Prenatal myelomeningocele repair tied to better function
The benefits of prenatal repair of myelomeningocele persist into school age, according to a study published online Feb. 8 in JAMA Pediatrics.
Amy J. Houtrow, M.D., Ph.D., from the University of Pittsburgh Medical Center, and colleagues assessed whether participants who had prenatal repair for myelomeningocele have better physical functioning at 5 to 10 years than those with postnatal repair. This prespecified secondary analysis included data for 154 children (78 postnatal repair and 76 prenatal repair) who participated in the Management of Myelomeningocele Study Follow-Up.
The researchers found that children in the prenatal repair group were more competent with self-care skills and were commonly community ambulators per the Modified Hoffer Classification (51.3 percent prenatal versus 23.1 percent postnatal; adjusted relative risk for sex, 1.70). Additionally, prenatal repair was associated with faster time on the 10-m walk test, better gait quality, and higher-level mobility skills. Having a motor function level worse than their anatomic lesion level was less likely in the prenatal repair group (adjusted relative risk, 0.44).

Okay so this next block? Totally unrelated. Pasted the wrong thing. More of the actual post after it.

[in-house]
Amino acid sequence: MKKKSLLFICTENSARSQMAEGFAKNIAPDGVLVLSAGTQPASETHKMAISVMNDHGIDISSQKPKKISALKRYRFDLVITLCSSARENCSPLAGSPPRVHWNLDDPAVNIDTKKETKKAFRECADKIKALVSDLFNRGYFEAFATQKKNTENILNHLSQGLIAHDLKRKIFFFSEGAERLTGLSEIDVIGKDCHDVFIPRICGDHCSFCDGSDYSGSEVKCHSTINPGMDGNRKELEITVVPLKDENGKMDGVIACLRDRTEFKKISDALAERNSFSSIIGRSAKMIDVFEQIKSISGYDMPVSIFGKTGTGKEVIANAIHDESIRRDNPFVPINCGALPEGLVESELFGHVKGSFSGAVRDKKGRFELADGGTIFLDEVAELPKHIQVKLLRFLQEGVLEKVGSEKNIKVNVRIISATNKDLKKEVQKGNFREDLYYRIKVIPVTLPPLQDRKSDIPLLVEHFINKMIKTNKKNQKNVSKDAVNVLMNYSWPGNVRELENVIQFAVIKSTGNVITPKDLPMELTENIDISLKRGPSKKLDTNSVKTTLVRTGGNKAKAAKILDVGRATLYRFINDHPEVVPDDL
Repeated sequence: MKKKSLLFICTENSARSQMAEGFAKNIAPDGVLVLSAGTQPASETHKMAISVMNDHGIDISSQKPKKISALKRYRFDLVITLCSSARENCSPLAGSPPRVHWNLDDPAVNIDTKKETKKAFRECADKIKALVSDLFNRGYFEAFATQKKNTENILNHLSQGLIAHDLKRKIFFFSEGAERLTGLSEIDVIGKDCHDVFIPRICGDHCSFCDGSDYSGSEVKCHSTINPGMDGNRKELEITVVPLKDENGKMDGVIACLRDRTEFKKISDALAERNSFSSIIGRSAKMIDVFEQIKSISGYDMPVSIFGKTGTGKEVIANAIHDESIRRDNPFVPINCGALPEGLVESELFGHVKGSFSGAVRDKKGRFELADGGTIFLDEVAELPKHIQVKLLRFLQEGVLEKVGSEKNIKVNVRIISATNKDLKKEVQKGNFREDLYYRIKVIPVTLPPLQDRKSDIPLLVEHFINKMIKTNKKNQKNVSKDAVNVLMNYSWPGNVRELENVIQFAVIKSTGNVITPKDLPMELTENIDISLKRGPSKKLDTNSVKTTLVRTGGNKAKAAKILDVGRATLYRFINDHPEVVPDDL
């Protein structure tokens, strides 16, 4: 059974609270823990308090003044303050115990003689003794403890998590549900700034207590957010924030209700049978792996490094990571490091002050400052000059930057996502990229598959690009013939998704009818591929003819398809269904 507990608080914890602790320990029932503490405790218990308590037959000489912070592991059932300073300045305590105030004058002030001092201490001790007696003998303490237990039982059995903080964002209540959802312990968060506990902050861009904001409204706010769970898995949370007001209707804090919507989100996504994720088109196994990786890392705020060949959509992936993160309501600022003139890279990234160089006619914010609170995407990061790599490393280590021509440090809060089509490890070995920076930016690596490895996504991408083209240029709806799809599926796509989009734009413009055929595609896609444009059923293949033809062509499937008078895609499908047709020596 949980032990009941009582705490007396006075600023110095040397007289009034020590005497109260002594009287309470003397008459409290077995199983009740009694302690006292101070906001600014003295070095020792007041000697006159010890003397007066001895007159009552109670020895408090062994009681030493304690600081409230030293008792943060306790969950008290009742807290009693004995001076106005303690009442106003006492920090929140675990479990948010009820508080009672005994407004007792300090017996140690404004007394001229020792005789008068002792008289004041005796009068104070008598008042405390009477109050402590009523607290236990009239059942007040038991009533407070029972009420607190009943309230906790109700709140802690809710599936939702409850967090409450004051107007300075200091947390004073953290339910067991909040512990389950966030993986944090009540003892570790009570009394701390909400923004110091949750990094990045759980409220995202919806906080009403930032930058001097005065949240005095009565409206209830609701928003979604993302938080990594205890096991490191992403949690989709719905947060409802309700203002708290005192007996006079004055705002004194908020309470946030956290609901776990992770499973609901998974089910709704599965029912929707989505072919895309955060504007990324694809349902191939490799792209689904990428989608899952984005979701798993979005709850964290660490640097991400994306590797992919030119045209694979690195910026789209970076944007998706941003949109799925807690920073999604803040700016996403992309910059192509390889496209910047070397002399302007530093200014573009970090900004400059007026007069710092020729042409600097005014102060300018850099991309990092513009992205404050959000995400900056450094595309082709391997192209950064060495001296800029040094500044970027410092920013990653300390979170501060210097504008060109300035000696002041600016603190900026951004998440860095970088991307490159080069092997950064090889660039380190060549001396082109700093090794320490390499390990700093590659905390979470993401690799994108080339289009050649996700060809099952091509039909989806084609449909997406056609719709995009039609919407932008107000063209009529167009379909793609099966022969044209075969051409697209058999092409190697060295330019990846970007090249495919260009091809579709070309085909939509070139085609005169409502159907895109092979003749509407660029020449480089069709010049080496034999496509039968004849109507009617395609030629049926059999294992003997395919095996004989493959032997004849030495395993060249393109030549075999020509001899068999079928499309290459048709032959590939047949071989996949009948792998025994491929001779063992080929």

“These data are important for demonstrating that fetal surgery for spina bifida improves mobility well into school age, but the implications of these results are even more profound,” Houtrow said in a statement. “When children are able to move around independently and interact with their peers, it dramatically changes the way they engage with the world. Better mobility makes socializing easier and improves their overall quality of life. Additionally, demonstrating more independence with self-care skills at school-age means they are more likely to be independent as adults.”